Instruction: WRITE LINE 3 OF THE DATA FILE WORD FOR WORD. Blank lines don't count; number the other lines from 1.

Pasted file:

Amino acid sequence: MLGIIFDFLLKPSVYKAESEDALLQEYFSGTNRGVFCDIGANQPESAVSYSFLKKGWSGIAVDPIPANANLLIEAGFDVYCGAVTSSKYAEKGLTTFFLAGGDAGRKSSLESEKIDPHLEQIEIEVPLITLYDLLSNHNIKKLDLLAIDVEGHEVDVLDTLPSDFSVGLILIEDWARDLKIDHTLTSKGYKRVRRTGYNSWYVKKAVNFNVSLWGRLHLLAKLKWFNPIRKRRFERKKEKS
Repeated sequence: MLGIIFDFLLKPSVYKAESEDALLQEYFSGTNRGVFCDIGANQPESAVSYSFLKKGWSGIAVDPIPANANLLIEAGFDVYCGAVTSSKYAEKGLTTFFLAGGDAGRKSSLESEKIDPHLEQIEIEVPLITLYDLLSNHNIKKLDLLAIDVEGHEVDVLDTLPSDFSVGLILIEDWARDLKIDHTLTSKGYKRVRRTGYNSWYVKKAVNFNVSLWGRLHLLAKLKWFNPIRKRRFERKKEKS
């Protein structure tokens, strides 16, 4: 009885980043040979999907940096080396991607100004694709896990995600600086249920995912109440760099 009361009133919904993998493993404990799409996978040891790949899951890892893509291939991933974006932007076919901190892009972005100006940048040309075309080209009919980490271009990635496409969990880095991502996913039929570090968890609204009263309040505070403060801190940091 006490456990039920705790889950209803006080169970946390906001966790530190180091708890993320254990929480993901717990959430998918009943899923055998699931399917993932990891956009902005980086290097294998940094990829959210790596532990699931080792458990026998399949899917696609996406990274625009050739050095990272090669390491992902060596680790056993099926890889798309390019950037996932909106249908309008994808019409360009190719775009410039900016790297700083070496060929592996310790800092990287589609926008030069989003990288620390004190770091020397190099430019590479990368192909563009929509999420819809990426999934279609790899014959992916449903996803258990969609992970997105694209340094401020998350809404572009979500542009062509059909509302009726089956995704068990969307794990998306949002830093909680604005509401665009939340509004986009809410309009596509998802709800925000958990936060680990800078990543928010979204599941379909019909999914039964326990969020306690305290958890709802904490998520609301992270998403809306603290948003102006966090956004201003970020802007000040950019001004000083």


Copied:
């Protein structure tokens, strides 16, 4: 009885980043040979999907940096080396991607100004694709896990995600600086249920995912109440760099 009361009133919904993998493993404990799409996978040891790949899951890892893509291939991933974006932007076919901190892009972005100006940048040309075309080209009919980490271009990635496409969990880095991502996913039929570090968890609204009263309040505070403060801190940091 006490456990039920705790889950209803006080169970946390906001966790530190180091708890993320254990929480993901717990959430998918009943899923055998699931399917993932990891956009902005980086290097294998940094990829959210790596532990699931080792458990026998399949899917696609996406990274625009050739050095990272090669390491992902060596680790056993099926890889798309390019950037996932909106249908309008994808019409360009190719775009410039900016790297700083070496060929592996310790800092990287589609926008030069989003990288620390004190770091020397190099430019590479990368192909563009929509999420819809990426999934279609790899014959992916449903996803258990969609992970997105694209340094401020998350809404572009979500542009062509059909509302009726089956995704068990969307794990998306949002830093909680604005509401665009939340509004986009809410309009596509998802709800925000958990936060680990800078990543928010979204599941379909019909999914039964326990969020306690305290958890709802904490998520609301992270998403809306603290948003102006966090956004201003970020802007000040950019001004000083």